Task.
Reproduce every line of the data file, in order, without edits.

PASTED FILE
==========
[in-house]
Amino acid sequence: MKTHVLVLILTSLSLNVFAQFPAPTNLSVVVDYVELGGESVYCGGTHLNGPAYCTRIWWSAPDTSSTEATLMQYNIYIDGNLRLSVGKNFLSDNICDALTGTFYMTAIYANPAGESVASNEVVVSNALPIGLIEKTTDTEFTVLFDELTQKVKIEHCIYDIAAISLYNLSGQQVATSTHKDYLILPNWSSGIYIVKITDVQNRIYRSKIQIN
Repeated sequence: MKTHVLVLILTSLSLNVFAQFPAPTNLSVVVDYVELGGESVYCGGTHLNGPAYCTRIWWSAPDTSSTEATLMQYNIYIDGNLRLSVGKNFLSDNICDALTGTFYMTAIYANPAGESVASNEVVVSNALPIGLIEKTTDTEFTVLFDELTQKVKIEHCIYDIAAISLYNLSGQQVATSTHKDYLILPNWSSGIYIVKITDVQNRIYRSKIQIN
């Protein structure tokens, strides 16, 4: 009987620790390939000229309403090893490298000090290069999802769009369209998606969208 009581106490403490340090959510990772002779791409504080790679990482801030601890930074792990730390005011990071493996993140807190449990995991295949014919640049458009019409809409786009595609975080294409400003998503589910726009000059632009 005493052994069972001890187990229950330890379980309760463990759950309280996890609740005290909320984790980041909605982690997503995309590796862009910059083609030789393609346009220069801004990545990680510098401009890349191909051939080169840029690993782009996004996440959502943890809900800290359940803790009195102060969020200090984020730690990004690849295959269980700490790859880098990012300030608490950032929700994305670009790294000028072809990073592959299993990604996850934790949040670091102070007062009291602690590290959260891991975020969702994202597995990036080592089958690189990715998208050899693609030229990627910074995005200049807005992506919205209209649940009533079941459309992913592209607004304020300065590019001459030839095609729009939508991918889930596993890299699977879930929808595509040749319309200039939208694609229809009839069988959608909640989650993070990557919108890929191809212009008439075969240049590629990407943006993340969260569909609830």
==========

[in-house]
Amino acid sequence: MKTHVLVLILTSLSLNVFAQFPAPTNLSVVVDYVELGGESVYCGGTHLNGPAYCTRIWWSAPDTSSTEATLMQYNIYIDGNLRLSVGKNFLSDNICDALTGTFYMTAIYANPAGESVASNEVVVSNALPIGLIEKTTDTEFTVLFDELTQKVKIEHCIYDIAAISLYNLSGQQVATSTHKDYLILPNWSSGIYIVKITDVQNRIYRSKIQIN
Repeated sequence: MKTHVLVLILTSLSLNVFAQFPAPTNLSVVVDYVELGGESVYCGGTHLNGPAYCTRIWWSAPDTSSTEATLMQYNIYIDGNLRLSVGKNFLSDNICDALTGTFYMTAIYANPAGESVASNEVVVSNALPIGLIEKTTDTEFTVLFDELTQKVKIEHCIYDIAAISLYNLSGQQVATSTHKDYLILPNWSSGIYIVKITDVQNRIYRSKIQIN
């Protein structure tokens, strides 16, 4: 009987620790390939000229309403090893490298000090290069999802769009369209998606969208 009581106490403490340090959510990772002779791409504080790679990482801030601890930074792990730390005011990071493996993140807190449990995991295949014919640049458009019409809409786009595609975080294409400003998503589910726009000059632009 005493052994069972001890187990229950330890379980309760463990759950309280996890609740005290909320984790980041909605982690997503995309590796862009910059083609030789393609346009220069801004990545990680510098401009890349191909051939080169840029690993782009996004996440959502943890809900800290359940803790009195102060969020200090984020730690990004690849295959269980700490790859880098990012300030608490950032929700994305670009790294000028072809990073592959299993990604996850934790949040670091102070007062009291602690590290959260891991975020969702994202597995990036080592089958690189990715998208050899693609030229990627910074995005200049807005992506919205209209649940009533079941459309992913592209607004304020300065590019001459030839095609729009939508991918889930596993890299699977879930929808595509040749319309200039939208694609229809009839069988959608909640989650993070990557919108890929191809212009008439075969240049590629990407943006993340969260569909609830």